This biography was written by Norma’s foster daughter, Norma Harris, in 2020
Norma, or “Doc”, as she was known to her patients, was born in Napier on 1st November 1910 to Herbert and Florence Benson. Herbert taught in various schools in the North Island, including Meeanee School, Napier, and was headmaster of this school between 1907 and 1910. Norma had two siblings, Joyce and Frank, who were twins (both now deceased). I know little about Norma’s early life. I assume she went to Meeanee School followed by a Napier high school, but I am not certain. However, Norma was in Napier at the time of the major earthquake on 3 February 1931. But by 1935 the family had moved to Lower Hutt. From school, Norma went to Victoria College, Wellington (now Victoria University of Wellington), and was awarded the degrees of BSc in 1933, and MSc with honours in zoology in 1934. Nevertheless, Norma decided that zoology was not for her and so she next read medicine at Otago University Medical School graduating MB ChB in 1940. As a newly qualified doctor, she spent some time working at Whanganui Hospital, where she met Kathleen Nira Dorset (1916-1993) (known as Nira), who was a registered nurse. They remained together until Nira’s death in 1993.
Norma and Nira moved to Auckland, where Nira’s parents lived, and set up a general medical practice at 1294 Dominion Road, Mt Roskill, Auckland, with Nira as the practice nurse. Nira’s brother, Norman Dorset, made some of the furniture for the surgery. Throughout her career Norma especially enjoyed paediatrics. She kept up-to-date by reading every issue of the New Zealand Medical Journal from cover to cover. This continued even after she had retired. She loved children and fostered a series of children, often with medical problems. Her first, in 1944, was Norma Dooley (now Harris) who she delivered and then fostered her from when she was two weeks old until she married. Other children who she fostered on a long-term basis were, in chronological order: Graham Mansell, Malcom Mansell (Graham’s brother), Mary Hole, Reg Hole (Mary’s brother) and Robert Mansell (another of Graham’s brothers). There were also a number of other children who were fostered on a short-term basis. These included children and even grandchildren of the people mentioned.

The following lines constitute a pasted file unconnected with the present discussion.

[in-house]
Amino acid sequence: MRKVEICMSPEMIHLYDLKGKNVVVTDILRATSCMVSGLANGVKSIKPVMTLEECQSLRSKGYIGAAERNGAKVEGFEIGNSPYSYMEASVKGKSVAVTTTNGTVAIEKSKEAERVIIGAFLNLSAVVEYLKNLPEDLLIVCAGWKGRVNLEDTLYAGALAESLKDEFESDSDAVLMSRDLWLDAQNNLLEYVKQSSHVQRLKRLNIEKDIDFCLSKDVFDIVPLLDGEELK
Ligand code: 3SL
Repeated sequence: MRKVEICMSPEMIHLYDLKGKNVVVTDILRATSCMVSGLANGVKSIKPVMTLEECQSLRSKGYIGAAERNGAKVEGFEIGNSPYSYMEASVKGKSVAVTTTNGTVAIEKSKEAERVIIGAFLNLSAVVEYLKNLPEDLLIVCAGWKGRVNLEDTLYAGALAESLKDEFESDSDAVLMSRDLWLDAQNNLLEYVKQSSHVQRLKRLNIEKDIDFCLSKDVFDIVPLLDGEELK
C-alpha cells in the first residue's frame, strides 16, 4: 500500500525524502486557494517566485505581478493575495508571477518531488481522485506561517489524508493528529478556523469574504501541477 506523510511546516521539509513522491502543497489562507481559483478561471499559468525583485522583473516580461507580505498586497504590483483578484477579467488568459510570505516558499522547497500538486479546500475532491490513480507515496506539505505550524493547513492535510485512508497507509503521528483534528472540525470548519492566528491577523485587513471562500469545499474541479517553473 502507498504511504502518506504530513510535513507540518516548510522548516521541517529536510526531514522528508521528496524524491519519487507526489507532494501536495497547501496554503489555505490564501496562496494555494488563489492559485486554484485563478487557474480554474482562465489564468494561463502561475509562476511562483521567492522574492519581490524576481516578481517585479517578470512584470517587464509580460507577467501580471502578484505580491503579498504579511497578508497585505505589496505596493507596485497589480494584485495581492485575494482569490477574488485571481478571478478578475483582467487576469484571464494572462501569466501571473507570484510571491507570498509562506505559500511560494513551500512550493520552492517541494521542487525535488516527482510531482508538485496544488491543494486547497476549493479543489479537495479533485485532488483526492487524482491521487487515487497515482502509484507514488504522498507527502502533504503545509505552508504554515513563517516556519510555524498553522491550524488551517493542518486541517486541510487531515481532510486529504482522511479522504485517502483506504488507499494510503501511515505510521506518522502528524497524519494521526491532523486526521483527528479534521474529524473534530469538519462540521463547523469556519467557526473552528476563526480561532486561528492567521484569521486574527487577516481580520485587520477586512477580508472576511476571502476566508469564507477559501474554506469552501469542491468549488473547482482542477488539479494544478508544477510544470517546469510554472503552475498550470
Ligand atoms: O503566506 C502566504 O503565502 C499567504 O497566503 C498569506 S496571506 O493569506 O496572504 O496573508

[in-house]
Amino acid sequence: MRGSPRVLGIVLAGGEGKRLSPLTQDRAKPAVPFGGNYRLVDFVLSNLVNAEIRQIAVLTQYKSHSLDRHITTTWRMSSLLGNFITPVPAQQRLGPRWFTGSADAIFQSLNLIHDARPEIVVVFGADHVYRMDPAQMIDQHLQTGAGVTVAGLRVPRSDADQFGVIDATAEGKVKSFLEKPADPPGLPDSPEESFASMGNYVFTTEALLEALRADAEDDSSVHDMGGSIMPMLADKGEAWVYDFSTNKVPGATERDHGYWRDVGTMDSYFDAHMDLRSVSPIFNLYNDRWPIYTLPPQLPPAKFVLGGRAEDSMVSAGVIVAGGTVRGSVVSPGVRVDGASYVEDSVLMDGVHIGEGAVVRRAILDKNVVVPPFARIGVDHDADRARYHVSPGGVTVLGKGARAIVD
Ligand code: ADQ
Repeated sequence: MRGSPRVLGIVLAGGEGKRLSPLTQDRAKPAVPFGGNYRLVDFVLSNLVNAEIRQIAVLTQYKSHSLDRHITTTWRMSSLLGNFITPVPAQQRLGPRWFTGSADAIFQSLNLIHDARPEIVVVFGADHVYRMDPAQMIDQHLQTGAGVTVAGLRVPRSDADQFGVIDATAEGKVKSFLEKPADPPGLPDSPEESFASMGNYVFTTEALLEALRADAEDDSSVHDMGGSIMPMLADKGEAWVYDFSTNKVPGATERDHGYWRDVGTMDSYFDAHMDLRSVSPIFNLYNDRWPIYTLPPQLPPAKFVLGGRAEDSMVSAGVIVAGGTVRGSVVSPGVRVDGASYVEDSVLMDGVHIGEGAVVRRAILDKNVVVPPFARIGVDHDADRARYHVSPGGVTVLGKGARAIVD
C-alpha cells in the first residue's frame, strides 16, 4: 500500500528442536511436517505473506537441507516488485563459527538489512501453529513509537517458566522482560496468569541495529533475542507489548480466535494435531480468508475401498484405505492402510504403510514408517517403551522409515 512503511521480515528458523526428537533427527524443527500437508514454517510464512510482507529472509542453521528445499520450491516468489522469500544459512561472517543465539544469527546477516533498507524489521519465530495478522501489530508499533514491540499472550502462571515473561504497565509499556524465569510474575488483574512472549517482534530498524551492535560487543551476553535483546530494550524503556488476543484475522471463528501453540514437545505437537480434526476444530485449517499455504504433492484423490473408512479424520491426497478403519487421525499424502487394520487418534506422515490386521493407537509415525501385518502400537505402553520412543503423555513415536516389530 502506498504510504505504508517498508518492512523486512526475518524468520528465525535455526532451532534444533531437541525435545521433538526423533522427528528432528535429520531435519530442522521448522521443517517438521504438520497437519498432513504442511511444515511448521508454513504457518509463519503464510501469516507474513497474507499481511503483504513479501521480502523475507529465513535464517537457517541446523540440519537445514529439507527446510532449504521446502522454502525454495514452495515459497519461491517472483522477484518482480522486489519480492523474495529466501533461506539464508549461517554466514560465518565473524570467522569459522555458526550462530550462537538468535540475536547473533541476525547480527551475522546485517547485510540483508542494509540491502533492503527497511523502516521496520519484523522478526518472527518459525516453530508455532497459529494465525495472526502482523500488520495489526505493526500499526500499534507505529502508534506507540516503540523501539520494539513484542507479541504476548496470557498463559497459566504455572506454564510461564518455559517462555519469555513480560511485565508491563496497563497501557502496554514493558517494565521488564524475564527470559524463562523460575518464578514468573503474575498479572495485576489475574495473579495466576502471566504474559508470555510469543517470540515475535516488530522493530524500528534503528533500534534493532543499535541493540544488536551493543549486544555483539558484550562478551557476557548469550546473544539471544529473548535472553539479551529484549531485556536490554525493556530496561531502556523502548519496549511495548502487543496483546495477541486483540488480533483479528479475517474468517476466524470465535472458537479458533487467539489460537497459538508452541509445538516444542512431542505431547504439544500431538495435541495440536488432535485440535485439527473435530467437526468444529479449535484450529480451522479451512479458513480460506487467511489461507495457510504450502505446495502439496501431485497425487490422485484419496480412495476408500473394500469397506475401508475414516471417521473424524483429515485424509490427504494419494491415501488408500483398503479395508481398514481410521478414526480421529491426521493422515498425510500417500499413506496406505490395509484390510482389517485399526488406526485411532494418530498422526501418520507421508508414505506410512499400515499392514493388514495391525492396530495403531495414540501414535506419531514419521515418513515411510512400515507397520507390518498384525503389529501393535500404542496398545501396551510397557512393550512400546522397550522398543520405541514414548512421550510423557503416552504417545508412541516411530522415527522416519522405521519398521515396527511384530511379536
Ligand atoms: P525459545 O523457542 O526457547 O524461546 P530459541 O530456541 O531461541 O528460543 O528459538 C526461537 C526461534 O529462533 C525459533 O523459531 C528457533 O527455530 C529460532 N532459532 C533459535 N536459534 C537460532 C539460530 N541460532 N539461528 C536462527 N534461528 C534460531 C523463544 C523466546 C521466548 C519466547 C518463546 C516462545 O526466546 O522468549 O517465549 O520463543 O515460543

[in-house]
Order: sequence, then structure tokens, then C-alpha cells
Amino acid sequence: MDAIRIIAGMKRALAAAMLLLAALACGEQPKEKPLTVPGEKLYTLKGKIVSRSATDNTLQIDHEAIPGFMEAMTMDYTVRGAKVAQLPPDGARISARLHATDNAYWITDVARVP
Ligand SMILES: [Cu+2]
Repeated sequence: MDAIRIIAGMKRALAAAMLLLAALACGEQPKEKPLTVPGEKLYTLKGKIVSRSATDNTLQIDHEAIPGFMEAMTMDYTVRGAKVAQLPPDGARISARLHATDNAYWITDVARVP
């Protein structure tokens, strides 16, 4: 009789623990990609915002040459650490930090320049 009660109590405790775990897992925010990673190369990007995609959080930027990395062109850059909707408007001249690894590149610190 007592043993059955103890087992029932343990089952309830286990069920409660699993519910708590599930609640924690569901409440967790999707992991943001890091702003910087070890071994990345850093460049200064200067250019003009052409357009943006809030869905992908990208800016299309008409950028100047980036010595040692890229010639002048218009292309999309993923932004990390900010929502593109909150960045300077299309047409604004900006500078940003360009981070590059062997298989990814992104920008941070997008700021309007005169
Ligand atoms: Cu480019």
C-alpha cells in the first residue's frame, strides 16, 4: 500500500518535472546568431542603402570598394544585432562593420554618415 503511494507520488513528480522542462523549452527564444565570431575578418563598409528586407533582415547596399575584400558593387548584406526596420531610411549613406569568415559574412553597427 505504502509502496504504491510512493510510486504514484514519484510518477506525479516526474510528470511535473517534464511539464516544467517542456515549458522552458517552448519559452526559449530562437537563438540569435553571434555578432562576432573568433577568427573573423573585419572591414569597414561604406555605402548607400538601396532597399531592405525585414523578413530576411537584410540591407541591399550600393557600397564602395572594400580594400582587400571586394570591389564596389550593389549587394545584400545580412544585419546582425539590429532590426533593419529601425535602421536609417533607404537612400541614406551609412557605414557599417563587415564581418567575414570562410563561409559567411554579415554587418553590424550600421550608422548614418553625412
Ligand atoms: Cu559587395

Norma was very much an old school GP and enjoyed talking at length to her patients. Her last appointment of the day was frequently scheduled for 9pm, but the last patient often didn’t leave the surgery until the early hours of the morning! Norma did home visits, as well as going to National Women’s Hospital and maternity homes in the area to deliver babies. I remember, as a child, going with her in her car while she made these visits. This was at a time when few people had cars. Wednesday afternoon was her half day unless a traveller was due to visit. We caught the tram from Mt Roskill to the city to go to the bank (The Bank of New South Wales, now Westpac). Norma would also buy books, which were wrapped up in brown paper, as well as school clothes for me. In particular, I remember a pair of red shoes that was bought on one of these trips. When I was older, and able to drive, I sometimes drove her in her car to events, such as medical conferences. On one such journey, we stopped for lunch, which she had packed in a picnic basket. After taking this out of the car, out came a blanket, followed by fine china and silver ware. Nothing was done by halves!
Norma continued to practice at the same address until she was aged 70 when she moved to her holiday home in Tindalls Bay, Whangaparoa (17 The Crescent, Tindalls Bay). In her last years, Reg Hole, one of her foster children, looked after her. Norma passed away on 25th October 1996 in Auckland.